Going on air

print   ·   T  T  

INTERVIEW Tony Fernandes, group CEO of Air Asia, talks about turning a judge on TV reality show The Apprentice Asia

Driven by successTony Fernandes
Driven by successTony Fernandes

When Tony Fernandes was a little boy, he received a tiffin box as a gift. On that he stuck stickers of an aeroplane, a Ferrari and a football. Little did anybody know what was to happen decades later.

“I have all three as my business now — Air Asia, a Formula One racing team and a football team. I believe there is no short cut to success, it is sheer hard work,” says Tony Fernandes, group Chief Executive Officer — Air Asia, in a telephonic interview.

The revolutionary business magnate will soon be on air — of a different kind. The small screen will see him take over the role of Donald Trump in The Apprentice Asia . It’s an adapted version of the U.S.-based reality show.Challenging the mind

“The producers were looking for diversity. They studied the background of the candidates to see if they had the desire to be an apprentice and if they could face the physical and mental challenges the show had to offer. It’s heavy on the brain and intellect. There were 20,000 candidates that applied. The application form was gruelling. I would have lasted about 10 seconds filling it up. It’s incredibly impressive,” says Fernandes. 

This is the first pan-regional show of The Apprentice , which has always been region-specific.

There are 12 contestants from Thailand, Singapore, India, The Philippines, Malaysia and Indonesia battling it out for the top slot. The winner will get to work under Tony Fernandes for a year.

From diverse backgrounds, a few have apparently delayed their weddings, quit their jobs, and even put their businesses on hold only to work for him. “I have not really thought of a particular post for them. It all depends on the background of the contestant. What may be offered initially might not be what the winner might end up doing. There is a lot to do in Air Asia and there is so much that he / she will be learning in a year,” he says. So, what’s he looking for in his apprentice? “Great communication skills, humility, the ability to innovate and think on his / her feet and fierce determination to win. The airline business is tough and it’s very easy to give up. In these 11 years, I have fought and fought to ensure that we are the best.” He adds that while planning is important, they should have the ability to change it mid-way when it’s not going as planned. Emphasis is also on leadership qualities because it cannot be taught.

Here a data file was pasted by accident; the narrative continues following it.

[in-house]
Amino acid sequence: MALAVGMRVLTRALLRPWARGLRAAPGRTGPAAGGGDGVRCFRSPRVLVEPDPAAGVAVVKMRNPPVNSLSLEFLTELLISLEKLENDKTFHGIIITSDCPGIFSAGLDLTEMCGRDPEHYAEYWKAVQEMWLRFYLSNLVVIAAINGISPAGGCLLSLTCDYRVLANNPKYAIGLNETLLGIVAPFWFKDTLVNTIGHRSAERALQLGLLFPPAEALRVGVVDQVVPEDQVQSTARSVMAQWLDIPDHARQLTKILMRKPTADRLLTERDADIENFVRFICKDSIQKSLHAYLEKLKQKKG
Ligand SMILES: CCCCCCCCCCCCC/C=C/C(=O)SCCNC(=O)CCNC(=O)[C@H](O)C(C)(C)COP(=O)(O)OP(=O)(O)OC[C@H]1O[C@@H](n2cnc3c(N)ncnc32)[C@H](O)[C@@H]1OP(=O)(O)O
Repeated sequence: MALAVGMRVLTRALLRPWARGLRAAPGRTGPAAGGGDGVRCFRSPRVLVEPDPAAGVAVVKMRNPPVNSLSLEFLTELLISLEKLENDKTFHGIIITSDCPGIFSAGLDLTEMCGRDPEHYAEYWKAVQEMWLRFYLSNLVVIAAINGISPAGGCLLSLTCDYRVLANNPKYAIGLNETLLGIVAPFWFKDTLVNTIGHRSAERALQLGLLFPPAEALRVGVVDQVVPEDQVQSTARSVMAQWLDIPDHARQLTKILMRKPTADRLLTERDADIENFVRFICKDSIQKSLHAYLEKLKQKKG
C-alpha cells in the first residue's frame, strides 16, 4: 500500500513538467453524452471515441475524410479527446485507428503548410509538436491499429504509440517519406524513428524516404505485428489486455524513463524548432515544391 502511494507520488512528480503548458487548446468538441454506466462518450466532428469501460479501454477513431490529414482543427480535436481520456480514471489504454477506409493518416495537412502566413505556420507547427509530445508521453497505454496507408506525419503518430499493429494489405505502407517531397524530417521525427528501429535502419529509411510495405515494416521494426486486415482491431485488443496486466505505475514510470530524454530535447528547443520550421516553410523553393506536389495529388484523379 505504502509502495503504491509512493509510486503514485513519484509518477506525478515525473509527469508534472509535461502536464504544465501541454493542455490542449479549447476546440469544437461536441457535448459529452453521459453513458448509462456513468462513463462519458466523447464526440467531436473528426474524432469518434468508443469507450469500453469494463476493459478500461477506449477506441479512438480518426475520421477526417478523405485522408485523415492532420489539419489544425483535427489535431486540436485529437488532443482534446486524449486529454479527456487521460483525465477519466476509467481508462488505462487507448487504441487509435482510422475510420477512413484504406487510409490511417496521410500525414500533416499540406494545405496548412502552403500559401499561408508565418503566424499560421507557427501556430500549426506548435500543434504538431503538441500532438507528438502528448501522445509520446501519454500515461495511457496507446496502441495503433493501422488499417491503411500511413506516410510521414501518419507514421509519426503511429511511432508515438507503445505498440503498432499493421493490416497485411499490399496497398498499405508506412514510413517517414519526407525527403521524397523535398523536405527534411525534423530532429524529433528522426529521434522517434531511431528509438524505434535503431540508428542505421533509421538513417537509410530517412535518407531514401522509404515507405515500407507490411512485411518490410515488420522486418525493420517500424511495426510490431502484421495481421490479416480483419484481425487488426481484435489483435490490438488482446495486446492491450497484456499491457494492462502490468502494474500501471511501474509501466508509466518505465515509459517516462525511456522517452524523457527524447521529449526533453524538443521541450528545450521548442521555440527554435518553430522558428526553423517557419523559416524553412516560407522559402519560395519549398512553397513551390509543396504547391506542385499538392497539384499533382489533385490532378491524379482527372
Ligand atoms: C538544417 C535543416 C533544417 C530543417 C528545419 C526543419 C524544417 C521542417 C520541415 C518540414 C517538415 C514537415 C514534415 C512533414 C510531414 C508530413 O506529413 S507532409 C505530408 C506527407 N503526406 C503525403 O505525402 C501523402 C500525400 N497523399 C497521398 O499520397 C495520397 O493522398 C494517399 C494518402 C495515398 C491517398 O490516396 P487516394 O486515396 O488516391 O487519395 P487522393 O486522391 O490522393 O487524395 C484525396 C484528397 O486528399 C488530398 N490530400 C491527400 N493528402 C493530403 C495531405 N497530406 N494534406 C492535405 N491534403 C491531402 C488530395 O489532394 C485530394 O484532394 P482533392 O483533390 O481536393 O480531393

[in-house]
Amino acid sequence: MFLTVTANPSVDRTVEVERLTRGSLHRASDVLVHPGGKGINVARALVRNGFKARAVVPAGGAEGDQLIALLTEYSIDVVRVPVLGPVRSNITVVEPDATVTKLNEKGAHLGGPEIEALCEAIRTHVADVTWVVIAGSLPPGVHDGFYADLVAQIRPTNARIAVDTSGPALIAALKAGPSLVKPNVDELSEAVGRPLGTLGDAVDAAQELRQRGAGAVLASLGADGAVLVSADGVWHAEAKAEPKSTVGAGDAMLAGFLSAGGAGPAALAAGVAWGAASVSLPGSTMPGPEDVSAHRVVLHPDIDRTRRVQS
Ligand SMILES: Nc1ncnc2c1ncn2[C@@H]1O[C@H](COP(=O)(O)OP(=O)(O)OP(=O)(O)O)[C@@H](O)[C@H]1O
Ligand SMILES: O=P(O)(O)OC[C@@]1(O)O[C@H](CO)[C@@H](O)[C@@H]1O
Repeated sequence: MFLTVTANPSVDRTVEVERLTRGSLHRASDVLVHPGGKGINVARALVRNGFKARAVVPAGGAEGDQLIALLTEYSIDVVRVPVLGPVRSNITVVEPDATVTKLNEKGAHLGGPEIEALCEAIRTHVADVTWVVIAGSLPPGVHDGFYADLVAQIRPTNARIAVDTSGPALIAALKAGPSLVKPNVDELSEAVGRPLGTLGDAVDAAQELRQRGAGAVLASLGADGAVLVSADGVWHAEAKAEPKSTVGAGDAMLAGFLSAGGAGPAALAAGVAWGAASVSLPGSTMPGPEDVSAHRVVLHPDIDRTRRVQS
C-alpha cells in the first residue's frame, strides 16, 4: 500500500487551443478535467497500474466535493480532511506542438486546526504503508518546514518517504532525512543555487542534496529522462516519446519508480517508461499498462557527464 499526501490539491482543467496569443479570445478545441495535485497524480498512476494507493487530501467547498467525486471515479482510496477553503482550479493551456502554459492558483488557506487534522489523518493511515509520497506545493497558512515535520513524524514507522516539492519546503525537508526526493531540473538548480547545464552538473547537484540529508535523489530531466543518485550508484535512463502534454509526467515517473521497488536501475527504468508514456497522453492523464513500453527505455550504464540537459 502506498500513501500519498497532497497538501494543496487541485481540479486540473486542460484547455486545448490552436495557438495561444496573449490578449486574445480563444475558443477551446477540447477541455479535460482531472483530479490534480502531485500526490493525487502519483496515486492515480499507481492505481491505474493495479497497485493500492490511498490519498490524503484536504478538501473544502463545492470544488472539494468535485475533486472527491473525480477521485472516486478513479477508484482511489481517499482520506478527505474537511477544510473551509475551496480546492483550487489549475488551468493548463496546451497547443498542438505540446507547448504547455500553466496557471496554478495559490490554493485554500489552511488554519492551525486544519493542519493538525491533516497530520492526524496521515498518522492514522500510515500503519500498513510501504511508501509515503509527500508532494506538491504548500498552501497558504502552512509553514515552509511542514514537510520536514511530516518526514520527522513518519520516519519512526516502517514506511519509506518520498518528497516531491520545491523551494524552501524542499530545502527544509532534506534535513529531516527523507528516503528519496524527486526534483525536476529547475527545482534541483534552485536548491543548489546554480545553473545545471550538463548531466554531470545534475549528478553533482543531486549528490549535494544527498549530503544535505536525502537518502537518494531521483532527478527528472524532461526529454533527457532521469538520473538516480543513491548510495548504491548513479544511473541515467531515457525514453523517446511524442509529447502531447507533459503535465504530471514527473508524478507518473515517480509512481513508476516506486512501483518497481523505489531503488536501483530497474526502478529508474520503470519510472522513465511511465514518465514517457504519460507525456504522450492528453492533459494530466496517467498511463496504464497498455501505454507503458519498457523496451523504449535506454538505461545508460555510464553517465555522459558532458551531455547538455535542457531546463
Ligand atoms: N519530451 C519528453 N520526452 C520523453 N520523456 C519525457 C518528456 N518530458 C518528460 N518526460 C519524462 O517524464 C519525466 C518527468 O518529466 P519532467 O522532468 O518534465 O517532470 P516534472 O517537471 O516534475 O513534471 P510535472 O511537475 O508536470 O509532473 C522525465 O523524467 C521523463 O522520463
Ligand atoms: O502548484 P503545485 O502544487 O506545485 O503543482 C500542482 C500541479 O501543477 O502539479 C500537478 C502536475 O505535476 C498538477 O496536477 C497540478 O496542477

His corporate schedule is chock-a-block, and he’s now following a rather heavy-duty time-table shooting for the reality show.

How does he do the balancing act? “It’s a short period — one month. I do get irritated sometimes. But the way it’s scheduled, I am able to have my breaks, my meetings and Blackberry sessions. I have a good team. I am a delegator. I believe in my staff. If you set them tasks they do it. Air Asia is doing well and it shows that the company is not about one person.”

As for the ones who don’t make it, they will still go home rich in experience and probably adopting Fernandes’ success mantra: “Believe the unbelievable. Never take no for an answer. Dream the impossible.”

( The Apprentice Asia will premiere on AXN this May)


Believe the unbelievable. Never take no for an answer. Dream the impossible




Recent Article in METRO PLUS

CAPTURING MOOD AND MOMENTSome of the celebrity couples featured in the calendar

Framing romance

Fashion photographer Karthik Srinivasan’s annual calendar Moonstruck 2015 celebrates love, on and off screen »